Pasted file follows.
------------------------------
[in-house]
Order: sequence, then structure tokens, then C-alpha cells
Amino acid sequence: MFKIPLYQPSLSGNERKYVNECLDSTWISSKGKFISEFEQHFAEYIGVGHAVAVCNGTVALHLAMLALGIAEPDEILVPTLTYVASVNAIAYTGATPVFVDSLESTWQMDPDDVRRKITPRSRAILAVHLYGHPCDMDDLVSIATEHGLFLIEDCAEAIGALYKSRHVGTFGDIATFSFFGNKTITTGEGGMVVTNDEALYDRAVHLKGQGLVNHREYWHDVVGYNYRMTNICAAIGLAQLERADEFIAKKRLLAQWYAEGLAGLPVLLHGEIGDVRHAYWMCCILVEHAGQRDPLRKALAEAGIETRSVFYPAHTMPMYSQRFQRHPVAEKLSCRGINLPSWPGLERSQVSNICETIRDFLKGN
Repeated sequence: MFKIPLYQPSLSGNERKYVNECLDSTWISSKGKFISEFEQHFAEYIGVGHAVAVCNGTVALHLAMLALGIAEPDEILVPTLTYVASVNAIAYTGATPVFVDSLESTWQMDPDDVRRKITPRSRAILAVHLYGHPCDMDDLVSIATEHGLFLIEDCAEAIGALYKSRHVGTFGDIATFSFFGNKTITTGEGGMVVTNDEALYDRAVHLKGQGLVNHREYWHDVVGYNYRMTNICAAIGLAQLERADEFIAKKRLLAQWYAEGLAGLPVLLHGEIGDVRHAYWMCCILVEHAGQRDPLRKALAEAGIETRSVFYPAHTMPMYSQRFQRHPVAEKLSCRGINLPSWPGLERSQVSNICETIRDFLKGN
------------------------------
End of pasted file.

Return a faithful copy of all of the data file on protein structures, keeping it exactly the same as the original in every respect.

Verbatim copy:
[in-house]
Order: sequence, then structure tokens, then C-alpha cells
Amino acid sequence: MFKIPLYQPSLSGNERKYVNECLDSTWISSKGKFISEFEQHFAEYIGVGHAVAVCNGTVALHLAMLALGIAEPDEILVPTLTYVASVNAIAYTGATPVFVDSLESTWQMDPDDVRRKITPRSRAILAVHLYGHPCDMDDLVSIATEHGLFLIEDCAEAIGALYKSRHVGTFGDIATFSFFGNKTITTGEGGMVVTNDEALYDRAVHLKGQGLVNHREYWHDVVGYNYRMTNICAAIGLAQLERADEFIAKKRLLAQWYAEGLAGLPVLLHGEIGDVRHAYWMCCILVEHAGQRDPLRKALAEAGIETRSVFYPAHTMPMYSQRFQRHPVAEKLSCRGINLPSWPGLERSQVSNICETIRDFLKGN
Repeated sequence: MFKIPLYQPSLSGNERKYVNECLDSTWISSKGKFISEFEQHFAEYIGVGHAVAVCNGTVALHLAMLALGIAEPDEILVPTLTYVASVNAIAYTGATPVFVDSLESTWQMDPDDVRRKITPRSRAILAVHLYGHPCDMDDLVSIATEHGLFLIEDCAEAIGALYKSRHVGTFGDIATFSFFGNKTITTGEGGMVVTNDEALYDRAVHLKGQGLVNHREYWHDVVGYNYRMTNICAAIGLAQLERADEFIAKKRLLAQWYAEGLAGLPVLLHGEIGDVRHAYWMCCILVEHAGQRDPLRKALAEAGIETRSVFYPAHTMPMYSQRFQRHPVAEKLSCRGINLPSWPGLERSQVSNICETIRDFLKGN